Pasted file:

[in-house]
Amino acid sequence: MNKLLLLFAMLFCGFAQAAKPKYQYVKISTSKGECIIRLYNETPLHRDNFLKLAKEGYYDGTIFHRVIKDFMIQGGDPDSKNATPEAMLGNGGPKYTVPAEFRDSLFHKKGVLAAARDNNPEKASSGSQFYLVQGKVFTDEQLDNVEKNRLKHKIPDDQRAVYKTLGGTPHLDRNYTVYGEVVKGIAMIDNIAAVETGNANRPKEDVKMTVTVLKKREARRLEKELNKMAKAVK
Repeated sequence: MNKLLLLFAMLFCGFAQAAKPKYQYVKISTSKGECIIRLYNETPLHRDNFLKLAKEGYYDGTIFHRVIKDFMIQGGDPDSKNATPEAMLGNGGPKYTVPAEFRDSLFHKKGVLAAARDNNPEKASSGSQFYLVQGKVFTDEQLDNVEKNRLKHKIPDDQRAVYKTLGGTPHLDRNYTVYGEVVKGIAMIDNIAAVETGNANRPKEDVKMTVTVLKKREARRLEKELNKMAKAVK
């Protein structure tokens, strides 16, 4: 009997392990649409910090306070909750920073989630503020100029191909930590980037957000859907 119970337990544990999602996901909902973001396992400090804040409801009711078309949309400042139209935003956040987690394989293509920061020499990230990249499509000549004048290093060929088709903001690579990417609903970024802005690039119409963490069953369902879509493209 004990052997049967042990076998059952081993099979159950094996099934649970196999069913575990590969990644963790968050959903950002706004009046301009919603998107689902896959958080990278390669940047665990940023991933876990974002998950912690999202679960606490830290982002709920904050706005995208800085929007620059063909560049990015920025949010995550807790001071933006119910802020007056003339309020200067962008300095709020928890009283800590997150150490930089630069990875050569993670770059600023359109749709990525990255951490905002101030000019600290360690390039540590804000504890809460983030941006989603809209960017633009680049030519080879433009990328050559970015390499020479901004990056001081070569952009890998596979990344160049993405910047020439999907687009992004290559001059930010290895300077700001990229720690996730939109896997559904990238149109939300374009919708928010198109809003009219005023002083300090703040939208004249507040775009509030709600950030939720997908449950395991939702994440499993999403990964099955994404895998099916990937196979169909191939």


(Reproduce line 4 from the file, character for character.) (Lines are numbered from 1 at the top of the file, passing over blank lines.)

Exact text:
């Protein structure tokens, strides 16, 4: 009997392990649409910090306070909750920073989630503020100029191909930590980037957000859907 119970337990544990999602996901909902973001396992400090804040409801009711078309949309400042139209935003956040987690394989293509920061020499990230990249499509000549004048290093060929088709903001690579990417609903970024802005690039119409963490069953369902879509493209 004990052997049967042990076998059952081993099979159950094996099934649970196999069913575990590969990644963790968050959903950002706004009046301009919603998107689902896959958080990278390669940047665990940023991933876990974002998950912690999202679960606490830290982002709920904050706005995208800085929007620059063909560049990015920025949010995550807790001071933006119910802020007056003339309020200067962008300095709020928890009283800590997150150490930089630069990875050569993670770059600023359109749709990525990255951490905002101030000019600290360690390039540590804000504890809460983030941006989603809209960017633009680049030519080879433009990328050559970015390499020479901004990056001081070569952009890998596979990344160049993405910047020439999907687009992004290559001059930010290895300077700001990229720690996730939109896997559904990238149109939300374009919708928010198109809003009219005023002083300090703040939208004249507040775009509030709600950030939720997908449950395991939702994440499993999403990964099955994404895998099916990937196979169909191939």